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Toward a future of peace and non-violence

The 14th Special Exhibition: Battlefield from Hell — Japanese Comfort Stations in Burma* Tracing the Footsteps of MUN Ok-ju

[ Wednesday, July 6, 2016 – Sunday, June 26, 2017Sunday, July 30, 2017 extended! ]

The invading Japanese military briefly seized Burma in January of 1942 only to be thoroughly routed in the counterattack of the allied forces whose overwhelming superiority in troops and resources forced a series of continuing losses and retreats. Countless soldiers died agonizingly from starvation, battle wounds and disease until the front came to be known as the “battlefield from hell.”

Even on a battleground as horrific as Burma, however, we now know that the Japanese military set up comfort stations in no less than 60 different districts. The women and girls made into “comfort women” were taken from Korea, China, Taiwan, Japan and Burma. Bombed from above while being forced into sex acts, the women were swept up in the conflict and fled along with panicking Japanese divisions.

MUN Ok-ju was one of the Korean “comfort women” who accompanied a Japanese battalion across the “battlefield from hell” and miraculously survived. The ferocity of Mun’s will and her astonishing ability to stay alive are breath-taking, but what emerge from tracing her footprints are the reckless abandonment that governed the Burmese front and an image of the cruel lives that the women were forced to bear.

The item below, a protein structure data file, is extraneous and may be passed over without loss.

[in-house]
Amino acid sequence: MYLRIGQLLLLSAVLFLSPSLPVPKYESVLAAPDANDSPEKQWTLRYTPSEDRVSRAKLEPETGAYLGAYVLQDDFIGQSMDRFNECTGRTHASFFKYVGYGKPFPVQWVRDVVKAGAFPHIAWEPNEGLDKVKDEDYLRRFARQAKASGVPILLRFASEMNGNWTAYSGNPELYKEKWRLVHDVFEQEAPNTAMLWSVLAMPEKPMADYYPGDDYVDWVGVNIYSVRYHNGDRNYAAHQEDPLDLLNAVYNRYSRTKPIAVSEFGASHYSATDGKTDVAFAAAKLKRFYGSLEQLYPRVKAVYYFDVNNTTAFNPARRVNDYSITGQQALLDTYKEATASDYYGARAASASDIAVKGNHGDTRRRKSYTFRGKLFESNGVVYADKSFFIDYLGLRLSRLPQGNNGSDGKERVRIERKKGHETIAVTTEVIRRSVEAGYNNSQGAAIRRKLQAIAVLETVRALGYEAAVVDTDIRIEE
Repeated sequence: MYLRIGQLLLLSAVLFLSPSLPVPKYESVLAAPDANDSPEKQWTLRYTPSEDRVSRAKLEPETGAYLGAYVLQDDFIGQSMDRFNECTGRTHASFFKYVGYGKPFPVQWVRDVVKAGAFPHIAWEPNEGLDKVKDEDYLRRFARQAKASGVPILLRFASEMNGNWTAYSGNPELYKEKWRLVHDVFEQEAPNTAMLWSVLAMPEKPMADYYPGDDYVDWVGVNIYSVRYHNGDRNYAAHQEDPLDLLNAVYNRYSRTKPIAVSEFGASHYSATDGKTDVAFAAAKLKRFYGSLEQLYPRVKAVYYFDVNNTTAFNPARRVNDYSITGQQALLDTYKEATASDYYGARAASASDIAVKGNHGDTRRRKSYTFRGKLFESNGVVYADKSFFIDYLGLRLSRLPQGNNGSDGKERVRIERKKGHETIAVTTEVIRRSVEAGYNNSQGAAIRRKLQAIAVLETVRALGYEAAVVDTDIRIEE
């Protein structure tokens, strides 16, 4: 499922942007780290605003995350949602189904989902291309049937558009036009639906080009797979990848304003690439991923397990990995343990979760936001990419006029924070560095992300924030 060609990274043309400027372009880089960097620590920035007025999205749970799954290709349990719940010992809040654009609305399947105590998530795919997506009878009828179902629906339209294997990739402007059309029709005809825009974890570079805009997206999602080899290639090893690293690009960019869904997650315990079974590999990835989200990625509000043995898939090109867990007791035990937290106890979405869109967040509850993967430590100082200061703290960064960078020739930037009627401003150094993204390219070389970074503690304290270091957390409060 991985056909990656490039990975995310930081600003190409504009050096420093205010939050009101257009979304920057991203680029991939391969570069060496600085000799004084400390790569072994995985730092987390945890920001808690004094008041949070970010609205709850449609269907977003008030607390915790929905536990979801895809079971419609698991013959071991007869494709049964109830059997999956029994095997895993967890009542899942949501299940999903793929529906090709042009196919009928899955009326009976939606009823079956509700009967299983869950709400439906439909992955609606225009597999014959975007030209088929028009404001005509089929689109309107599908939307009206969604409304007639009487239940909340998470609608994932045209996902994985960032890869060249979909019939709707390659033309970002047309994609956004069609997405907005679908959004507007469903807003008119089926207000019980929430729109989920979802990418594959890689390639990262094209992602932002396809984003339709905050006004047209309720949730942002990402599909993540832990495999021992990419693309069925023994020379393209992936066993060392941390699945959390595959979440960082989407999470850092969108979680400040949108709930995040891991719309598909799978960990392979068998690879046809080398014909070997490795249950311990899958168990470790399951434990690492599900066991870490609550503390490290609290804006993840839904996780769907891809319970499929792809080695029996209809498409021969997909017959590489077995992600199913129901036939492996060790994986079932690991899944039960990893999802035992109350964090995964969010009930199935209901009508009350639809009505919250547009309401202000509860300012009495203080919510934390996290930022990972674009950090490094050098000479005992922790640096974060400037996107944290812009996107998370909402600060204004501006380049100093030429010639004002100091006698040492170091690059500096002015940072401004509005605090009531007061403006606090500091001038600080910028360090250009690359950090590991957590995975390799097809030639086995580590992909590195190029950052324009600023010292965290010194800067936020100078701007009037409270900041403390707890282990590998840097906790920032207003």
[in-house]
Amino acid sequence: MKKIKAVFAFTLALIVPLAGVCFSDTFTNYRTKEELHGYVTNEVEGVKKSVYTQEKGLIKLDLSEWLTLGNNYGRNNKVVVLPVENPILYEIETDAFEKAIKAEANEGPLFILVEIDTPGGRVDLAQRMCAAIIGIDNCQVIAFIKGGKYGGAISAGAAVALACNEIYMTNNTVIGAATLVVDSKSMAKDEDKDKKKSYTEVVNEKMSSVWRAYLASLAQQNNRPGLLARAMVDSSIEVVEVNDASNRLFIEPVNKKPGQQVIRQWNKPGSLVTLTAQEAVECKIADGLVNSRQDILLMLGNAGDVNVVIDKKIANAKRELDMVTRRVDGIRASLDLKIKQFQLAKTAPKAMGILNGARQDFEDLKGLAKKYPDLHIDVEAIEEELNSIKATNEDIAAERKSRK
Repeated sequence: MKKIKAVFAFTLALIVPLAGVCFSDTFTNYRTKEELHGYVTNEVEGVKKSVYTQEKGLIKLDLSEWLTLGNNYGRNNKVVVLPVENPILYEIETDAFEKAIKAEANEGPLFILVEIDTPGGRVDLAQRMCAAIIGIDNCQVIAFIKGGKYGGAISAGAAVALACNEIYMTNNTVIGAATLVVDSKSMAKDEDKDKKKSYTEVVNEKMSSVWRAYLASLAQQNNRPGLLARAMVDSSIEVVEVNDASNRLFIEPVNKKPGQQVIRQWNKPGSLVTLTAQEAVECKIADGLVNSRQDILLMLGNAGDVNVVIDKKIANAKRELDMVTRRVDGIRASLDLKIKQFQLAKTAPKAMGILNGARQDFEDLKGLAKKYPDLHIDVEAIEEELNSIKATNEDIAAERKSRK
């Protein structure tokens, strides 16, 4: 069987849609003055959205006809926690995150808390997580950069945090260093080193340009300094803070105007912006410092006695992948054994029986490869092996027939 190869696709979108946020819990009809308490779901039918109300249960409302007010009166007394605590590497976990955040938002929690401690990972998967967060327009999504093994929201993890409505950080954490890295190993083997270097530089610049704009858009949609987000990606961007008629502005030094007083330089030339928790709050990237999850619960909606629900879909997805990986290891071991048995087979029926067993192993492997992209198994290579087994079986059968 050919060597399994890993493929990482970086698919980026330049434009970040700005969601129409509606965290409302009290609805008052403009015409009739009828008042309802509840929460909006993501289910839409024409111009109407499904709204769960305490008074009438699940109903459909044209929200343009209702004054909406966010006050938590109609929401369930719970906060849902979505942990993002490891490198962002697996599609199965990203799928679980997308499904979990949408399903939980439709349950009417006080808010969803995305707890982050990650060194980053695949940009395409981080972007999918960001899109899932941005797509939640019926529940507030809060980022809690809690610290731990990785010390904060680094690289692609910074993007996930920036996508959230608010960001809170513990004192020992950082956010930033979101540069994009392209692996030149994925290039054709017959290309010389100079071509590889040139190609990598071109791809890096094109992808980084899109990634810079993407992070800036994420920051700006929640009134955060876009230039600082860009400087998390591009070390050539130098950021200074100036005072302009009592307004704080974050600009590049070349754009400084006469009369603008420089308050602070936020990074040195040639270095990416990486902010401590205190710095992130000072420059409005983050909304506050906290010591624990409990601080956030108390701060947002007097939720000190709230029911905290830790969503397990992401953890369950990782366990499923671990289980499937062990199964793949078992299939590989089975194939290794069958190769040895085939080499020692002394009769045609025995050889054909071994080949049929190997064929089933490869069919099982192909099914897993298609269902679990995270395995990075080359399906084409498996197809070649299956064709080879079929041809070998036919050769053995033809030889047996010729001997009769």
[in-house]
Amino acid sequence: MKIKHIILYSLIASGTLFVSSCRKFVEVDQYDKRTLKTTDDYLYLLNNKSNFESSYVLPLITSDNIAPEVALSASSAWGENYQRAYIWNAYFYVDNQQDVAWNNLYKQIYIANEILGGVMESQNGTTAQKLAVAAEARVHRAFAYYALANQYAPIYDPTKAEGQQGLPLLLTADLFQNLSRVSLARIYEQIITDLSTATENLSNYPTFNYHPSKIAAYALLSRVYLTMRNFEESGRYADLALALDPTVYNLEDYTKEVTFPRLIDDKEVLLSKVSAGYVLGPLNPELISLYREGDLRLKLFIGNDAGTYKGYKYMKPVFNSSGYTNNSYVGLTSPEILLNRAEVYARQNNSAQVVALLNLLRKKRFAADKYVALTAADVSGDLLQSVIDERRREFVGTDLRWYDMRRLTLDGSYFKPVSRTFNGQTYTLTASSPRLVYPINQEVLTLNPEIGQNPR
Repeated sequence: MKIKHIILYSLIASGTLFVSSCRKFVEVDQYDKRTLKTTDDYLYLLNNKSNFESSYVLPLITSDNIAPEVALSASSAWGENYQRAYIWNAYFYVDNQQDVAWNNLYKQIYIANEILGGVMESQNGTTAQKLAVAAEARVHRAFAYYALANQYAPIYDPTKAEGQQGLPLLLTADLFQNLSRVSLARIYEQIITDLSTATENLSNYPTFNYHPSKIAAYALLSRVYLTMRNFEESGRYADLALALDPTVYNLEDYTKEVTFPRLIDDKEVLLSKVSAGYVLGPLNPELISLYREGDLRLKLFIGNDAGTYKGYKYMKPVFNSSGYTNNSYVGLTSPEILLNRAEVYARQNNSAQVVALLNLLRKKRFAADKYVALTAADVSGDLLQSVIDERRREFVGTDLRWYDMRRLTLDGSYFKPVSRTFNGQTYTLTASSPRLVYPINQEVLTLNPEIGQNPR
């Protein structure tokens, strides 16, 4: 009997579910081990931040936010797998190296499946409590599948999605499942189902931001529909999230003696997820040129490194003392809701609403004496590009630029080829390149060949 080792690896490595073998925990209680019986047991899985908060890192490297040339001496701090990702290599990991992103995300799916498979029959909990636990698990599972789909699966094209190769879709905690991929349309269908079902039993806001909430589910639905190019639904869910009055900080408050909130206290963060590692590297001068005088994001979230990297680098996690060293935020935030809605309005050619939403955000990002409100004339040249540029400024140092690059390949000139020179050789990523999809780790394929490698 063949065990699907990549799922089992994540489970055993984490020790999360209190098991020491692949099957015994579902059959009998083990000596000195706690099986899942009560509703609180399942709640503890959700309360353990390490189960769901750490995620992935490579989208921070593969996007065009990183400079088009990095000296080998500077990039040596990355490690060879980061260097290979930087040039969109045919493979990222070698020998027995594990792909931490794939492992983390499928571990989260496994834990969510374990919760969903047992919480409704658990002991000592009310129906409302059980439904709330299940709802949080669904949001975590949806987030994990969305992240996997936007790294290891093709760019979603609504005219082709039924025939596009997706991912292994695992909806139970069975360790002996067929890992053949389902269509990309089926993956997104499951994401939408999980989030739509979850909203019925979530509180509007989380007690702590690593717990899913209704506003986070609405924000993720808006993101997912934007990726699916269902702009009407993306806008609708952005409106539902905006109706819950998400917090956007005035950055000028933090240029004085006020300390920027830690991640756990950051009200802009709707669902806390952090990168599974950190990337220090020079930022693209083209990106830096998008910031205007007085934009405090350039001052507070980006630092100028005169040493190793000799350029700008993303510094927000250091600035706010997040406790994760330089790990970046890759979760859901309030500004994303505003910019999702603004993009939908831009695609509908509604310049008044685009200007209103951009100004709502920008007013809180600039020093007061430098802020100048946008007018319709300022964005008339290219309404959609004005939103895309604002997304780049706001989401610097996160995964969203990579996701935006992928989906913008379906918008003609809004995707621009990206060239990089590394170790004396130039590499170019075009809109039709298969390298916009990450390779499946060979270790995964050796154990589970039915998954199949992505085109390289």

Main Contents of the Exhibit

■ Exhibition Hall No. One

“Comfort Women”: Issues and Basic Keys to Understanding

  • Understanding the Japanese Military “Comfort Women” System
  • The Reality of “Comfort Women’s” Suffering, Postwar Experiences and Soldiers’ Testimonies

■ Exhibition Hall No. Two

The Burmese Front and “Comfort Women”

  • Map of Japanese Invasion of Burma with Comfort Stations—based on victims’ testimonies, records kept by Supervisors of Comfort Stations, former Soldiers’ accounts and public documents
  • Testimony of MUN Ok-ju with Personal History
  • Suffering and Injuries endured by Korean, Taiwanese, Chinese and Japanese Women made into “Comfort Women”
  • Burmese women and Sexual Violence
  • Postwar Burma and Japan

Global Movements connected with “Comfort Women” Issues

  • Problems in the Joint “Agreement” between Japan and South Korea
  • Responses of the Japanese Government and of the Nations of former “Comfort Women”

*Regarding National Names: Although the Burmese military regime changed the nation’s name to Myanmar in 1989, the current exhibit employs the name “Burma,” which was used during the period when the comfort stations were created.
*About the map on the brochure cover: this is a version of the “Map of Progress of Burma War Strategies” (1942, Army Ministry Printing), housed in the National Diet Library, that has been modified to indicate the locations of comfort stations.

  • Exhibition Category: sp